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Morales v. California Department of Corrections & Rehabilitation

California Court of Appeal
85 Cal. Rptr. 3d 724 (2008)


Facts

Pursuant to California statute, the San Quentin State Prison (San Quentin) is the only prison in which California inmates may be executed. The statute provides that, unless an inmate affirmatively chooses to be executed by lethal gas, the inmate will be executed by lethal injection. The California Department of Corrections and Rehabilitation (CDCR) and CDCR Secretary James E. Tilton (defendants) issued a protocol (OP 770) implementing the statutory directive requiring lethal injection unless an inmate elected otherwise. OP 770 further prescribed the procedures for lethal injection. Michael Morales and Mitchell Sims (plaintiffs) were two condemned California inmates. The plaintiffs challenged OP 770 on the ground that the CDCR adopted the protocol without complying with the rulemaking requirements of the California Administrative Procedure Act (APA). The trial court granted summary judgment in favor of the plaintiffs and enjoined the defendants from carrying out lethal injections pursuant to OP 770 until they promulgated OP 770 in accordance with the APA. The defendants appealed.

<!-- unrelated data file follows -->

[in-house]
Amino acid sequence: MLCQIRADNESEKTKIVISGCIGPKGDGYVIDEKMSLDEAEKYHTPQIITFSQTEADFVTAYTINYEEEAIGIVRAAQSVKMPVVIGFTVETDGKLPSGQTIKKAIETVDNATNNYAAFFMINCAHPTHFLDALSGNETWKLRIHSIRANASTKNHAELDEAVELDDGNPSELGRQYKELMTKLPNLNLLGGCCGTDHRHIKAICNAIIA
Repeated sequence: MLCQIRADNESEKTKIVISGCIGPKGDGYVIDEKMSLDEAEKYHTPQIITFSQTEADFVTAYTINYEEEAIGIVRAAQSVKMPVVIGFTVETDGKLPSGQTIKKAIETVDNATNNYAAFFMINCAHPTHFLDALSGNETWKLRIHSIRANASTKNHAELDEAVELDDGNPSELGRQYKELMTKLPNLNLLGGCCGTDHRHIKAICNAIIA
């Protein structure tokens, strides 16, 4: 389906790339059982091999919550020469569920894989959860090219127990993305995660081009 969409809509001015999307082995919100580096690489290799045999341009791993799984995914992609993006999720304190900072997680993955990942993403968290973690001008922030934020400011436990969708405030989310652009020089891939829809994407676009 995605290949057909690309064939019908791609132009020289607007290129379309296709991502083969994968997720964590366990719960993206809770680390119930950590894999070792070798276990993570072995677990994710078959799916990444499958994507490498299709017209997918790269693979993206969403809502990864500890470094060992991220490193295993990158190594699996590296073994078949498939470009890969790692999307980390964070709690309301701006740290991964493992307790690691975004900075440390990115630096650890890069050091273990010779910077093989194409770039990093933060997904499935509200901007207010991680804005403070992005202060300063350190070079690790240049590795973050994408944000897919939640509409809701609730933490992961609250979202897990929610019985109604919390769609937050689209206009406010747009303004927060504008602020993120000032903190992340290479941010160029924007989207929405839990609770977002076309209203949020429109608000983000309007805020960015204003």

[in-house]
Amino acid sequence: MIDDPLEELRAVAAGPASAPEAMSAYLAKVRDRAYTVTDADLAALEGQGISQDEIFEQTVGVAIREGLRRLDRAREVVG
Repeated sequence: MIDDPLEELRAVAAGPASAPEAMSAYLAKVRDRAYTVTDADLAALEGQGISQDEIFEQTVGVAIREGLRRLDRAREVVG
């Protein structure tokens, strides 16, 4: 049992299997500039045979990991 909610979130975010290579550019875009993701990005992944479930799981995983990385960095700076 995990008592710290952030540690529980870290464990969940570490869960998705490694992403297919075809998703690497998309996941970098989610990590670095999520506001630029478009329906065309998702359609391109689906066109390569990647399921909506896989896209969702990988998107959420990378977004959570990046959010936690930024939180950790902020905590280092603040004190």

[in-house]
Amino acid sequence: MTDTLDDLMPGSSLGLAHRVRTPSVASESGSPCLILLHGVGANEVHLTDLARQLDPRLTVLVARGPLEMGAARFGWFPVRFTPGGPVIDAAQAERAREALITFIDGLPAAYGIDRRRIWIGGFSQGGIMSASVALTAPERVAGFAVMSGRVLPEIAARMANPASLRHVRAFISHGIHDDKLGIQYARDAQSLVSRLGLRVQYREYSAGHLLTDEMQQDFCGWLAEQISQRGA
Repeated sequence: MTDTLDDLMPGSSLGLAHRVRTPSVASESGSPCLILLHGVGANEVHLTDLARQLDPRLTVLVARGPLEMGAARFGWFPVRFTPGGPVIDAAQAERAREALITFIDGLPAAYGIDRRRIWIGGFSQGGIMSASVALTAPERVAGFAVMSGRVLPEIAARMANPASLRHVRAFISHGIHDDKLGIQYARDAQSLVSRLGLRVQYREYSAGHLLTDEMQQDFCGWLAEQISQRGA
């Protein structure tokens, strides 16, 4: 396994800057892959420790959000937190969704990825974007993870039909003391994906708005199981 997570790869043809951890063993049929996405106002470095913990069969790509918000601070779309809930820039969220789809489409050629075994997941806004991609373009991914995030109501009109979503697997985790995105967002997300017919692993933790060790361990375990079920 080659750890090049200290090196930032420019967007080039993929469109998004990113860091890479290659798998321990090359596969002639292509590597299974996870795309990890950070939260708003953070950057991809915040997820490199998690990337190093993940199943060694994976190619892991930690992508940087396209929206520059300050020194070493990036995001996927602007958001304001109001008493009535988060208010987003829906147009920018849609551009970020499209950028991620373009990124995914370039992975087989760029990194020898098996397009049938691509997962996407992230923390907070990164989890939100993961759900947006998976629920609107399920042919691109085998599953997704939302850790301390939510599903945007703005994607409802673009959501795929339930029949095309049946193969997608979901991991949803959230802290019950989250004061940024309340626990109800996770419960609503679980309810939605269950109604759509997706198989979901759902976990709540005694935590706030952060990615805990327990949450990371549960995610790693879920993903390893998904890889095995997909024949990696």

Rule of Law

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Issue

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Holding and Reasoning (Simons, J.)

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  • A “yes” or “no” answer to the question framed in the issue section;
  • A summary of the majority or plurality opinion, using the CREAC method; and
  • The procedural disposition (e.g. reversed and remanded, affirmed, etc.).

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